By: Savannah Smith | 06-01-2018 | News
Photo credit: Star Tribune

Archdiocese of St. Paul and Minneapolis to Pay $210 Million to Clergy Sexual Abuse Victims

450 victims of clergy sexual abuse in the Archdiocese of St. Paul and Minneapolis are poised to receive a $210 million settlement after an agreement was reached between the two parties which also includes accountability measures. The settlement the church has agreed to will also be part of its plan for bankruptcy reorganization.

The $210 million settlement will also make it the second-largest U.S. payout in the scandal that shook the Roman Catholic Church.

The total payout of $210, 290,724 will go into a pot to pay the survivors of the abuse, the exact amount for each one of them is still to be determined.

The victims’ attorney, Jeff Anderson, shared that a formal reorganization plan will also be submitted to a bankruptcy judge for approval. Then the victims will have to vote on it, although Anderson is confident his clients will readily approve it.

One of the survivors, Jim Keenan, who was sexually abused as a child by a Twin Cities-area priest celebrated this new development. He said: “We changed the playing field. They have to listen to victims now, and that is huge.”

Thomas Abood, chairman of the Archdiocesan Finance Council and Reorganization Task Force, said the settlement will be detailed more comprehensively when it is filed in court. He also promised to expedite the process, saying they are looking to completing everything in a few months’ time. Abood also said they’ve “gone everywhere” they could to raise money for the settlement.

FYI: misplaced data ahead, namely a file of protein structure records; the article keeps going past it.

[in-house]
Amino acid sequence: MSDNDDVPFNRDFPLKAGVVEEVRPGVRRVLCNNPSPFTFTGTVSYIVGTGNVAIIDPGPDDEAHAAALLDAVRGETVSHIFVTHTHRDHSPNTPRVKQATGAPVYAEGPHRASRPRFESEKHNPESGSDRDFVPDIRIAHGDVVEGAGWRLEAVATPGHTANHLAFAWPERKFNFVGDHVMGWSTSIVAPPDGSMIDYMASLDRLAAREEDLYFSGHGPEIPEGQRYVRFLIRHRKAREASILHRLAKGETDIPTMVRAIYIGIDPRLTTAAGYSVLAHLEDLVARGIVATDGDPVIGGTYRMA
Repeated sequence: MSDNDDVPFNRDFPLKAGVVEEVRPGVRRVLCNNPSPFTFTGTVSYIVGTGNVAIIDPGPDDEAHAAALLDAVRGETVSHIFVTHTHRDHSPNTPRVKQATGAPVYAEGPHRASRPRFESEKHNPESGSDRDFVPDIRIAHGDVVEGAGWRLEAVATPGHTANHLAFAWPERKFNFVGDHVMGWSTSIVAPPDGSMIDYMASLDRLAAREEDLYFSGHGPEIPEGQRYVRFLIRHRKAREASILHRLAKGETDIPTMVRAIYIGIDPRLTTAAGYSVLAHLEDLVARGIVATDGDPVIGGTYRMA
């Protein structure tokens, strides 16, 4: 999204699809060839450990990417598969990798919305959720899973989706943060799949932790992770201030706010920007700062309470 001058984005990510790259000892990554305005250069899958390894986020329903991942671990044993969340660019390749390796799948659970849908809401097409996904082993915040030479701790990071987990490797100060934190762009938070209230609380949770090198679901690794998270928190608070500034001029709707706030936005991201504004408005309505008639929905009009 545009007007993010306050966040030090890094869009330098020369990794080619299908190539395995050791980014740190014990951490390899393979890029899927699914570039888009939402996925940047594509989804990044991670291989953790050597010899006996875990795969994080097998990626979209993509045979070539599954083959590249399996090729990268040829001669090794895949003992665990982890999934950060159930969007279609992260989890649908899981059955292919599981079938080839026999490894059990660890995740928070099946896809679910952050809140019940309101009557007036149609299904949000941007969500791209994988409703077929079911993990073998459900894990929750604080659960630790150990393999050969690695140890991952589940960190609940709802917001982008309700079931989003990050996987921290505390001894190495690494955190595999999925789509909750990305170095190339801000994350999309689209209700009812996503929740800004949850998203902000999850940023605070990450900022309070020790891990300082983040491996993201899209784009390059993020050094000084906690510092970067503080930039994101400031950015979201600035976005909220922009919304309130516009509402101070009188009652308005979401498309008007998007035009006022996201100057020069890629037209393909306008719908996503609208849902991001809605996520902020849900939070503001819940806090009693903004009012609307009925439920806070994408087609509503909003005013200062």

Abood also shared that most of the funding, roughly $170 million, will come from insurance carriers. The rest will be provided by parishes, the archdiocese, a pension fund and real estate sales.

The archdiocese filed for bankruptcy in 2015. Its reported net worth was $45 million. Attorneys for the victims insist, however, that the archdiocese’s true worth was over $1 billions, counting assets of its 187 Roman Catholic parishes, as well as schools, cemeteries and other church-related entities. Victims' attorneys are arguing that those assets should be used to make more money available for victims.


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Beautiful Cloud Woman No. 27677 2018-06-01 : 01:49

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